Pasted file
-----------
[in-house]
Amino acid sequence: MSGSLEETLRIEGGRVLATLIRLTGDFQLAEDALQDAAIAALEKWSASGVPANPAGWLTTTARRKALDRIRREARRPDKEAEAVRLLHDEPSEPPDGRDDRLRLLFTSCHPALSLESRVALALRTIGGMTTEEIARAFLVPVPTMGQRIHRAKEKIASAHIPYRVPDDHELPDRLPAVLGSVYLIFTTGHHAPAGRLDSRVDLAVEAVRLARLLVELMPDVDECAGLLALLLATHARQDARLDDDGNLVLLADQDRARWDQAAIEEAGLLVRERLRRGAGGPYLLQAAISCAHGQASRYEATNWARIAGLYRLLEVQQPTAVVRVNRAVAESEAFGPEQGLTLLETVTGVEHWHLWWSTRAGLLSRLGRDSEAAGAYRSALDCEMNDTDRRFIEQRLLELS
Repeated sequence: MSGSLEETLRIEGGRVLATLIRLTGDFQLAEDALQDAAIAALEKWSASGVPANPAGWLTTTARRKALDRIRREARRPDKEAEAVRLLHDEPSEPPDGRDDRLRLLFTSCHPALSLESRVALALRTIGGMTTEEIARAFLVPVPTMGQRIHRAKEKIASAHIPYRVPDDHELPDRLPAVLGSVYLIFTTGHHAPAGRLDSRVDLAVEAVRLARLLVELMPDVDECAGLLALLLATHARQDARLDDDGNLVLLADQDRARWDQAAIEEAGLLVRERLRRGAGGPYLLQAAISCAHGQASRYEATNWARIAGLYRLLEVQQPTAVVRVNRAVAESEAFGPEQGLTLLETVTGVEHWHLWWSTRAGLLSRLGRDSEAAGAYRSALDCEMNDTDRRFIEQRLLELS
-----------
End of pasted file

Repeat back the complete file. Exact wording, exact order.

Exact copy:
[in-house]
Amino acid sequence: MSGSLEETLRIEGGRVLATLIRLTGDFQLAEDALQDAAIAALEKWSASGVPANPAGWLTTTARRKALDRIRREARRPDKEAEAVRLLHDEPSEPPDGRDDRLRLLFTSCHPALSLESRVALALRTIGGMTTEEIARAFLVPVPTMGQRIHRAKEKIASAHIPYRVPDDHELPDRLPAVLGSVYLIFTTGHHAPAGRLDSRVDLAVEAVRLARLLVELMPDVDECAGLLALLLATHARQDARLDDDGNLVLLADQDRARWDQAAIEEAGLLVRERLRRGAGGPYLLQAAISCAHGQASRYEATNWARIAGLYRLLEVQQPTAVVRVNRAVAESEAFGPEQGLTLLETVTGVEHWHLWWSTRAGLLSRLGRDSEAAGAYRSALDCEMNDTDRRFIEQRLLELS
Repeated sequence: MSGSLEETLRIEGGRVLATLIRLTGDFQLAEDALQDAAIAALEKWSASGVPANPAGWLTTTARRKALDRIRREARRPDKEAEAVRLLHDEPSEPPDGRDDRLRLLFTSCHPALSLESRVALALRTIGGMTTEEIARAFLVPVPTMGQRIHRAKEKIASAHIPYRVPDDHELPDRLPAVLGSVYLIFTTGHHAPAGRLDSRVDLAVEAVRLARLLVELMPDVDECAGLLALLLATHARQDARLDDDGNLVLLADQDRARWDQAAIEEAGLLVRERLRRGAGGPYLLQAAISCAHGQASRYEATNWARIAGLYRLLEVQQPTAVVRVNRAVAESEAFGPEQGLTLLETVTGVEHWHLWWSTRAGLLSRLGRDSEAAGAYRSALDCEMNDTDRRFIEQRLLELS